Our first full day in New Zealand was February 6th, which happens to be a national holiday: Waitangi Day. It was on this date, in 1840, that the Maori people signed the Treaty of Waitangi, ostensibly making New Zealand part of the British empire, affording its people the same rights as other British subjects while guaranteeing Maori rights to their own land.
Although similarities have been drawn to treaties signed between the Native Americans and those who claimed their land, the politics of Waitangi Day are not the subject of this blog. (However, we did visit the Treaty House on the 7th — after the crowds thinned — and found it fascinating and mostly accessible. And that will be a future post.)
We skirted most of the local festivities on the 6th and, instead, took a cruise to Cape Brett Hole in the Rock.
Hosted by Fullers Great Sights, this excursion took us from the sheltered waters of the Bay of Islands out to the Pacific Ocean.
I was happy to discover that the boat was wheelchair accessible.
Along the way we encountered a playful pod of dolphins before passing Cape Brett Lighthouse, which guards the entrance to the Bay of Islands.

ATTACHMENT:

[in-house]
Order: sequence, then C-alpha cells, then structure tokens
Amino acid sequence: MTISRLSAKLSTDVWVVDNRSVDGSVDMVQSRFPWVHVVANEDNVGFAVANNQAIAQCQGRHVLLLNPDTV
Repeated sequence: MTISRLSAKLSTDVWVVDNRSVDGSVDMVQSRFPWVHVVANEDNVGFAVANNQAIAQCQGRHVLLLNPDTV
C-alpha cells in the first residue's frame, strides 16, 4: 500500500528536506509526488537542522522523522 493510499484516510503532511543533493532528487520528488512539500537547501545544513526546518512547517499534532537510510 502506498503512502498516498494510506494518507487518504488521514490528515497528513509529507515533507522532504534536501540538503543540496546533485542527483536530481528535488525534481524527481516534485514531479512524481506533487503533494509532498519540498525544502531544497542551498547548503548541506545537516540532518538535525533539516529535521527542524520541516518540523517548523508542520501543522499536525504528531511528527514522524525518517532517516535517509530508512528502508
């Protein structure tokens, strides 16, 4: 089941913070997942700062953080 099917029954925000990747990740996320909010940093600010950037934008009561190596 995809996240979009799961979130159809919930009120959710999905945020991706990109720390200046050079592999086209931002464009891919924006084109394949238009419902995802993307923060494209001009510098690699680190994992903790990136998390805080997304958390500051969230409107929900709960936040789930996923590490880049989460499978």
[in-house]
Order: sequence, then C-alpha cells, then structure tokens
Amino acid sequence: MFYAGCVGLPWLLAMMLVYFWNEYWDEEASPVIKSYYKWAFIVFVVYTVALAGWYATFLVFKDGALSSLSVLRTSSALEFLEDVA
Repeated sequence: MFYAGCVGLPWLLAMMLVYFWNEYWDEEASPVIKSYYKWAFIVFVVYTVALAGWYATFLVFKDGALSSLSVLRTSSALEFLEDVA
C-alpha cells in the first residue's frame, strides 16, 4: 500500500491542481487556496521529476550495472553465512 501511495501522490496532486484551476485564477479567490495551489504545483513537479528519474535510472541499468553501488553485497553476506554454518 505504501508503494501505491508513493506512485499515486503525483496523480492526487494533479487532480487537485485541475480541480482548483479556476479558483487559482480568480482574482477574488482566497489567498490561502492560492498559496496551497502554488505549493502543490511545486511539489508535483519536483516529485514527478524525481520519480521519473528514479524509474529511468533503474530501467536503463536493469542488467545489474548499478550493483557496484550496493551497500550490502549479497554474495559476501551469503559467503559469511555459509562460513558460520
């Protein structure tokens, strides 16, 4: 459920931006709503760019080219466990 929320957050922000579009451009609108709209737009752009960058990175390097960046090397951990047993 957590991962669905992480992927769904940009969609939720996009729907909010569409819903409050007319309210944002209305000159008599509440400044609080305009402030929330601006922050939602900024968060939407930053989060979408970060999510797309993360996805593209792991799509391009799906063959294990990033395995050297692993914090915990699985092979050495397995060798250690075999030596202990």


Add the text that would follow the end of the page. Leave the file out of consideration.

I was delighted by the expansive and beautiful blue skies, as well as the kayaks and sailboats we passed along the way. As I noted in my journal, “The day was sunny, the weather glorious! Sunscreen was liberally applied.”
Although this cruise often goes through the Hole in the Rock, on this day the water was too choppy to allow us to do so.
So after getting as close as we safely could, we turned back toward Paihia.
Along the way we had a one-hour stop at Otehei Bay, former home of American author Zane Grey who, according to the Great Sights brochure, “is known for making game fishing famous in the Bay of Islands.”
The brochure also mentioned beautiful beaches and nature walks, and we took the fairly easy trek up the hill in order to enjoy the panoramic view.
Unfortunately, a wheelchair would have difficult time navigating the path we took, and the allotted time did not allow us to explore an accessible trail to the top.
Reboarding our boat, we headed back to Paihia by way of Russell, a quaint little town formerly known as the Hell Hole of the Pacific. (But that’s another post!)